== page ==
Whirling Dervishes, an elaborate feast and a lecture by a prominent Muslim scholar – Musallah Tauhid’s joyous celebration of its move to a new home in 2008 heralded good times ahead for the Sufi Muslim worship group.
Fast-paced techno dance music blasts through Chikas, a retail clothing store off Santee Street in the heart of downtown Los Angeles’ Fashion District, which many call the Garment District. Robert Mahgerefteh, the store’s owner, helps the dozen or so young women looking for great deals on the latest fashions.
But as much as she loves the pulpit, Naomi, like me, finds the modern synagogue problematic. She believes that Judaism offers people a sense of purpose, a mission to heal society and a fulfilling spiritual path, but that too often standard synagogue services don't attract or inspire Jews, much less compel them to commit to a community.
Parshat Tzav (Leviticus 6:1-8:36)
Where shall we leave our precious emotional and spiritual possessions that don't work anymore? Maimonides says this about the ashes of the sacrifice: "Even though removing the ashes is not formally worship, they should not be carried by a person who is ineligible to serve. They should be taken outside ...
Friday night Shabbat services at Temple Akiba Culver City with Rabbi Zachary Shapiro and Cantor Lonee Frailich .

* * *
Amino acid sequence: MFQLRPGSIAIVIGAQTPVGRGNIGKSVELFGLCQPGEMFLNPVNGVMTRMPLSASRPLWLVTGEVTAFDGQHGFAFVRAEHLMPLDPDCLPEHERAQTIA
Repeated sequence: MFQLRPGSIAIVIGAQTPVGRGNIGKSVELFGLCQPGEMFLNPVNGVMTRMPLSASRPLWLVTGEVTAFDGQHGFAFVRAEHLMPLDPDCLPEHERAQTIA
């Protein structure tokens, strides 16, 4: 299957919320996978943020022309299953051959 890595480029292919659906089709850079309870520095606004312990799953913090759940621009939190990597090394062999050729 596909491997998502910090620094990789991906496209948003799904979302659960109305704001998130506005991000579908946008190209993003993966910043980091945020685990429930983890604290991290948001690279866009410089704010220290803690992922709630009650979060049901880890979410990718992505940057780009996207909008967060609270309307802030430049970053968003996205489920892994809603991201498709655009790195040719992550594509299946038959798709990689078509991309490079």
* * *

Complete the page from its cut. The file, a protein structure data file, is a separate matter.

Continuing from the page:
When Dorshei Tzedek, a small Reconstructionist congregation in West Newton, Mass., began an explosive growth spurt in 1997, some of its members were concerned.
There are more than 3,000 synagogues in America. Why do some of them struggle week after week to make a minyan, while others are bustling with energy, song and laughter?
Tajikistan's government has begun demolishing the Central Asian nation's only synagogue, offering in exchange a plot of land far from where most Jewish community members live.
The work started last month. So far, demolition crews have destroyed part of the synagogue's property, including the mikvah (ritual bath) and classroom space, according to sources in Dushanbe, the capital city. The synagogue's yard was turned into a dump for the refuse.
"Why are Rosh Hashanah and especially Yom Kippur so important to my Jewish partner? He almost never attends services the rest of the year, isn't observant and doesn't even know what he believes about God. Yet, at this time of year, he insists on attending services. What's the big deal with these holidays?"
There are both "official" and "unofficial" answers to these questions. Perhaps not surprisingly, the unofficial explanations are often the more significant ones. The official answers (to which I'll return shortly) speak in terms like judgment, sin, repentance, life and death. The unofficial answers have something to do with the complicated puzzle of American Jewish identity.
Military chaplains have a proud history in the U.S. military, and most of them uphold the mission of the Chaplain Corps in the various services to America's troops and to ensure their right to free exercise of religion.